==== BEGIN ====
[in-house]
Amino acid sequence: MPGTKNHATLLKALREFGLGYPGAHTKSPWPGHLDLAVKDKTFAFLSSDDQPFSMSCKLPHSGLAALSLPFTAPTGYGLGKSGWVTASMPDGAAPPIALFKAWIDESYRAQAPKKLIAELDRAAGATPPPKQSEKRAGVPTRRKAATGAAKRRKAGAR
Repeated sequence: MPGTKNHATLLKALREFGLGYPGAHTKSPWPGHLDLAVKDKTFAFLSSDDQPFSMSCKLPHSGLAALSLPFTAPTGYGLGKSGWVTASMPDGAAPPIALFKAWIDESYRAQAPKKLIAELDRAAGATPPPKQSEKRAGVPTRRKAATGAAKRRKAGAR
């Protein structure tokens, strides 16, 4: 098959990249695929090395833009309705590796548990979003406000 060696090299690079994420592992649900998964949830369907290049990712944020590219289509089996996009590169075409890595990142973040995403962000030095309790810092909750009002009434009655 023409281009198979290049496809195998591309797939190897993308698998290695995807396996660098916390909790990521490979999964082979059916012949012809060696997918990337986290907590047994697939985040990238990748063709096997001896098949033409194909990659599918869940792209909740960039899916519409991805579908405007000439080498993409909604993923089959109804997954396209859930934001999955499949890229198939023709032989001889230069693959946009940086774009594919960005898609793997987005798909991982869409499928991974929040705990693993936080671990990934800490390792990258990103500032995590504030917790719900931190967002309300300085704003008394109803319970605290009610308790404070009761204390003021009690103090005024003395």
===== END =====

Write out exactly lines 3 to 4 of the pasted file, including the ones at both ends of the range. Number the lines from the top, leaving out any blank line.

Repeated sequence: MPGTKNHATLLKALREFGLGYPGAHTKSPWPGHLDLAVKDKTFAFLSSDDQPFSMSCKLPHSGLAALSLPFTAPTGYGLGKSGWVTASMPDGAAPPIALFKAWIDESYRAQAPKKLIAELDRAAGATPPPKQSEKRAGVPTRRKAATGAAKRRKAGAR
């Protein structure tokens, strides 16, 4: 098959990249695929090395833009309705590796548990979003406000 060696090299690079994420592992649900998964949830369907290049990712944020590219289509089996996009590169075409890595990142973040995403962000030095309790810092909750009002009434009655 023409281009198979290049496809195998591309797939190897993308698998290695995807396996660098916390909790990521490979999964082979059916012949012809060696997918990337986290907590047994697939985040990238990748063709096997001896098949033409194909990659599918869940792209909740960039899916519409991805579908405007000439080498993409909604993923089959109804997954396209859930934001999955499949890229198939023709032989001889230069693959946009940086774009594919960005898609793997987005798909991982869409499928991974929040705990693993936080671990990934800490390792990258990103500032995590504030917790719900931190967002309300300085704003008394109803319970605290009610308790404070009761204390003021009690103090005024003395």